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Well Oiled? | 14th April 2014

Why Russia’s threats on gas will not damage European growth | The good news: the European economy is beginning to look healthier. In the first full week of April, data suggested that German, Italian and French industrial production rose in February and Greece took its first steps back into bond markets buoyed by an IMF report stating that austerity was paying off, but there was still a long way to go. The bad news: President Putin has warned Europe that its gas supplies could be cut off because of a long-standing dispute with the Ukraine about non-payment of its bills. What impact is this likely to have on Europe and what is the threat to Europe’s fragile recovery?

Since 2009 when Russia halted gas supplies through the Ukraine for similar reasons, Europe’s oil and gas has been less reliant on supplies through the Druzhba pipeline that runs through the Ukraine; its supplies increasingly come from the Nord Stream pipeline directly from Russia. This makes Europe more dependent on Russia, but not as dependent on the Ukraine. In fact, the Ukraine does not feature in the top ten direct oil or gas importers into the European Union because its oil and gas is supplied from Russia (Figure 1a, 1b, 1c – ordered top to bottom).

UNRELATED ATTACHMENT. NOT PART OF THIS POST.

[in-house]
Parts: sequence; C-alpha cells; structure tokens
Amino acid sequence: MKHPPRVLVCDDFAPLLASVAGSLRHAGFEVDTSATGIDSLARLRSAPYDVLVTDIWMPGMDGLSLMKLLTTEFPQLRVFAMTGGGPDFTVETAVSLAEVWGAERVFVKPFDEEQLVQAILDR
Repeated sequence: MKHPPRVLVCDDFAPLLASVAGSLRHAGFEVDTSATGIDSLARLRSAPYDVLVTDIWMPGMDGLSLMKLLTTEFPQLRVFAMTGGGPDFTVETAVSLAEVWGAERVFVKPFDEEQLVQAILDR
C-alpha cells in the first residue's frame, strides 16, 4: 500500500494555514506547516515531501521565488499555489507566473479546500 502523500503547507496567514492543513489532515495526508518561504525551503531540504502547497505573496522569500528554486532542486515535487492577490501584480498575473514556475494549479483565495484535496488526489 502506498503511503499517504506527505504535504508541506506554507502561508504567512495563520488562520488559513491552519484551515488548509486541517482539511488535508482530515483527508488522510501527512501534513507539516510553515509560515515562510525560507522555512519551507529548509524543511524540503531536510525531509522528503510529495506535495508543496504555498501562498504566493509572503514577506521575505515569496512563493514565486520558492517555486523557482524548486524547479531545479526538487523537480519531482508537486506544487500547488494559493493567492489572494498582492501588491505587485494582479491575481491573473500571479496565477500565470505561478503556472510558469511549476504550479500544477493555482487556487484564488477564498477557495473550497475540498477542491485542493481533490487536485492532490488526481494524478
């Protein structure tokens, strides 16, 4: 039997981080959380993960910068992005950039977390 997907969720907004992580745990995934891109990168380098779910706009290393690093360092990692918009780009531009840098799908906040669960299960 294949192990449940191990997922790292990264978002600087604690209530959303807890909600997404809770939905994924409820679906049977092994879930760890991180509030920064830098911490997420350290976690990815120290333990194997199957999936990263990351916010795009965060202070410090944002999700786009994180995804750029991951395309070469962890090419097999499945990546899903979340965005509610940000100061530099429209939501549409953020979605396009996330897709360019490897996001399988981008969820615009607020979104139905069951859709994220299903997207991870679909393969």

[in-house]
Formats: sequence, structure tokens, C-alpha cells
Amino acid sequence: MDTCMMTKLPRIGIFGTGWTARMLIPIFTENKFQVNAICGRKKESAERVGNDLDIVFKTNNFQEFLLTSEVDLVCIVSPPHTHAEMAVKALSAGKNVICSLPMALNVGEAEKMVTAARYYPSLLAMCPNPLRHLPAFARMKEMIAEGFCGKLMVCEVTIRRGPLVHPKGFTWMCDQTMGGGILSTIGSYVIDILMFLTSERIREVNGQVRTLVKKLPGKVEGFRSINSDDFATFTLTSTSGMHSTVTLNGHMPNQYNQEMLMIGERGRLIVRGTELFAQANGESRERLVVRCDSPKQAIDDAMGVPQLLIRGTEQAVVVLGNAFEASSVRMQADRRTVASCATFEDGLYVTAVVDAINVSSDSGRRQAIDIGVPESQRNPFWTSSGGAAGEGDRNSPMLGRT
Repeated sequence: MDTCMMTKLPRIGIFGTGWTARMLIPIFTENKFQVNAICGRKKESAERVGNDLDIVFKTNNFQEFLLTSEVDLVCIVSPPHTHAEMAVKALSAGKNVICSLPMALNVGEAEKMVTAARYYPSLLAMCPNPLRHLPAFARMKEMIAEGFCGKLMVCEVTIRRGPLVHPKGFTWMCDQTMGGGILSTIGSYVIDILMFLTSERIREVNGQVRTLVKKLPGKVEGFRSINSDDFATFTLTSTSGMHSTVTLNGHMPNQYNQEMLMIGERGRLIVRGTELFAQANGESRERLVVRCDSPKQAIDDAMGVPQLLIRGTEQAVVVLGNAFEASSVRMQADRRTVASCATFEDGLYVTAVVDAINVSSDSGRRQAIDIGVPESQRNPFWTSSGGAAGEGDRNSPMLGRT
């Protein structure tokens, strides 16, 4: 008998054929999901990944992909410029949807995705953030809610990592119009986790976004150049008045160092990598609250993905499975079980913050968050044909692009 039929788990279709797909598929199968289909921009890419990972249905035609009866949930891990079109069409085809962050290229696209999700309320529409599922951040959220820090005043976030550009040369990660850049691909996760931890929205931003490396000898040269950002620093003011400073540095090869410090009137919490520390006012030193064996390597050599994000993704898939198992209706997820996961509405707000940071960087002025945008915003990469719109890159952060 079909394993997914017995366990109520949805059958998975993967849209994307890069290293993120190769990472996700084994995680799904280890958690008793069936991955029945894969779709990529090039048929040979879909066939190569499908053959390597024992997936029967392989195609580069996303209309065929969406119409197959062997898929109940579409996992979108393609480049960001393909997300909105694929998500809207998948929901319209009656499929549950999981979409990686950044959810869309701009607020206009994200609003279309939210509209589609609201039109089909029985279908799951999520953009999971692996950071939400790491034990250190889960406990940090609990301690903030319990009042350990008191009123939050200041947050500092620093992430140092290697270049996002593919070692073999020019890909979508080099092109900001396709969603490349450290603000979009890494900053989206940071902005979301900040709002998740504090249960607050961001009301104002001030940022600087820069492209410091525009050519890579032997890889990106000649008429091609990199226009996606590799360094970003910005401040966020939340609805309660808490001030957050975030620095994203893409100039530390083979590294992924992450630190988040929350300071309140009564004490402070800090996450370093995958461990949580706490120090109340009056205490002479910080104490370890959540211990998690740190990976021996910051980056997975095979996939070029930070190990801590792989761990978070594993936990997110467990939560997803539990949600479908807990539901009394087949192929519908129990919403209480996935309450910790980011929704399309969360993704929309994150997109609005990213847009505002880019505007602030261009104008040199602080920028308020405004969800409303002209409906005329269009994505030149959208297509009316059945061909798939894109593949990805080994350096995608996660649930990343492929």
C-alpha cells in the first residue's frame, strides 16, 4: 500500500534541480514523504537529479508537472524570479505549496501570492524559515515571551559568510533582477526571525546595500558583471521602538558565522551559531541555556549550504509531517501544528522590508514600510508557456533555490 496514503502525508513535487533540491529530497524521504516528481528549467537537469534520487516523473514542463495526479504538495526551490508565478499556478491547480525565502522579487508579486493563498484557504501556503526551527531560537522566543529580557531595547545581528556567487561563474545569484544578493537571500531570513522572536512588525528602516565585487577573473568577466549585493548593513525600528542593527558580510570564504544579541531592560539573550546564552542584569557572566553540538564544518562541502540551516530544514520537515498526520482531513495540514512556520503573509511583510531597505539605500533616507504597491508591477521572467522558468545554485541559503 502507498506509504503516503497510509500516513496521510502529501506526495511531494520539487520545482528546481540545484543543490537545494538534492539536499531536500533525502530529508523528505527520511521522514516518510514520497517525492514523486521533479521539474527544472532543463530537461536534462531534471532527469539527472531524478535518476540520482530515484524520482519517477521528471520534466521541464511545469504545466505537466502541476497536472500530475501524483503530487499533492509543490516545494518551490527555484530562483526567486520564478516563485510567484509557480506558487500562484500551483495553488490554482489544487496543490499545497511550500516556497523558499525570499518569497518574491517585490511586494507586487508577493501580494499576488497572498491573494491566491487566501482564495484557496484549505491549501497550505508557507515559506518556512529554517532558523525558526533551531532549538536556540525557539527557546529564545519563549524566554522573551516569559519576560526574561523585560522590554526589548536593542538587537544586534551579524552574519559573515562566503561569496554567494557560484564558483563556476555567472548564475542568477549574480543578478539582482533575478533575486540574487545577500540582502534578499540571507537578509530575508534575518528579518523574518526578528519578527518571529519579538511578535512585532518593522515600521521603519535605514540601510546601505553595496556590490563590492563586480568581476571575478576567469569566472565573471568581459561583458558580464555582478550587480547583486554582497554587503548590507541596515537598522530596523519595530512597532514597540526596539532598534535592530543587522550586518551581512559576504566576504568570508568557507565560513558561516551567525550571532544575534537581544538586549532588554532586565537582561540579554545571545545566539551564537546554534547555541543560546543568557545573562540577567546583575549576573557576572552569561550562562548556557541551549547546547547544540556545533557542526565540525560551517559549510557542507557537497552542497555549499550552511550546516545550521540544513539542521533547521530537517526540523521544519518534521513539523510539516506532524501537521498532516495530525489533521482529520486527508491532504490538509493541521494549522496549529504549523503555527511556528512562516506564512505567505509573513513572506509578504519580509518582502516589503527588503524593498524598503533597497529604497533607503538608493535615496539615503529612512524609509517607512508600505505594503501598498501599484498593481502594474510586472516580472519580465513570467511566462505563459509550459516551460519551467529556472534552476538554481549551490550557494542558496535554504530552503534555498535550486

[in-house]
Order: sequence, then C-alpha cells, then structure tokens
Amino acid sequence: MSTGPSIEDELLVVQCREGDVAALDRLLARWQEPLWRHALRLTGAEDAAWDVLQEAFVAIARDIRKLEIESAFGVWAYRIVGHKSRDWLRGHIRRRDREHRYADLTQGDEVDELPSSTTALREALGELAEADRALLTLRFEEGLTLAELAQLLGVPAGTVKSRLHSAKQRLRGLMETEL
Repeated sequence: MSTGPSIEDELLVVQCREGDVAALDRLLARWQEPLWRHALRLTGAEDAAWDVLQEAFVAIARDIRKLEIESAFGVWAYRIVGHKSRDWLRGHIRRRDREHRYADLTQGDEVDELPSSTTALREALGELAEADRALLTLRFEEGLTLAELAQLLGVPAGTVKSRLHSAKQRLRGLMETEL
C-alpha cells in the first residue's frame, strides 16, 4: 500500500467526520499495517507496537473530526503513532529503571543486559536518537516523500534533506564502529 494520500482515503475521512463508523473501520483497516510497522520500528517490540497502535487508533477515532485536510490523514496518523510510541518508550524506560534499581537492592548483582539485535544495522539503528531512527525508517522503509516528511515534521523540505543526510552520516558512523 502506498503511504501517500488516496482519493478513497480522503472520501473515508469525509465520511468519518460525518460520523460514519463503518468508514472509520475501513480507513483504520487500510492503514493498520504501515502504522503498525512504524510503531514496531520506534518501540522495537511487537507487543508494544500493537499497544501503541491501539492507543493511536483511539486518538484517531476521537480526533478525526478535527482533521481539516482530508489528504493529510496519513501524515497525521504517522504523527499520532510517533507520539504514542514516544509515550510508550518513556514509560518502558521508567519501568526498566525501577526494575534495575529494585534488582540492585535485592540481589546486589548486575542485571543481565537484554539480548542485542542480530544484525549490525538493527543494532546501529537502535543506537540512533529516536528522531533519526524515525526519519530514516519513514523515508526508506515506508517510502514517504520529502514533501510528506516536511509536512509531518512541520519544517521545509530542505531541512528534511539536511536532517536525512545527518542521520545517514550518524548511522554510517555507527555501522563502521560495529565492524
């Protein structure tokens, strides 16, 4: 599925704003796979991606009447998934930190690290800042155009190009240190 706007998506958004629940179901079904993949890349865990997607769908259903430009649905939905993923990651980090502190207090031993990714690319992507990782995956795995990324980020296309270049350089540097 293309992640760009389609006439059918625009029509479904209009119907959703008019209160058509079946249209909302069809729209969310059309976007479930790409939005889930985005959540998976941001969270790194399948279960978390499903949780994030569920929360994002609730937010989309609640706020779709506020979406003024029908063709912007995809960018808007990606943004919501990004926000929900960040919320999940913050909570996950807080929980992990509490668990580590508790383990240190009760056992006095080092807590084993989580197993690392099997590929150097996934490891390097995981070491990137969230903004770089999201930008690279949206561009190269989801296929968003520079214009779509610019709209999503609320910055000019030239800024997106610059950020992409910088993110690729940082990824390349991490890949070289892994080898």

Figure 1a/1b/1c | European importers of crude and refined oil and gas, share of total imports 2014

Figure 1 Source | DeltaMetrics 2014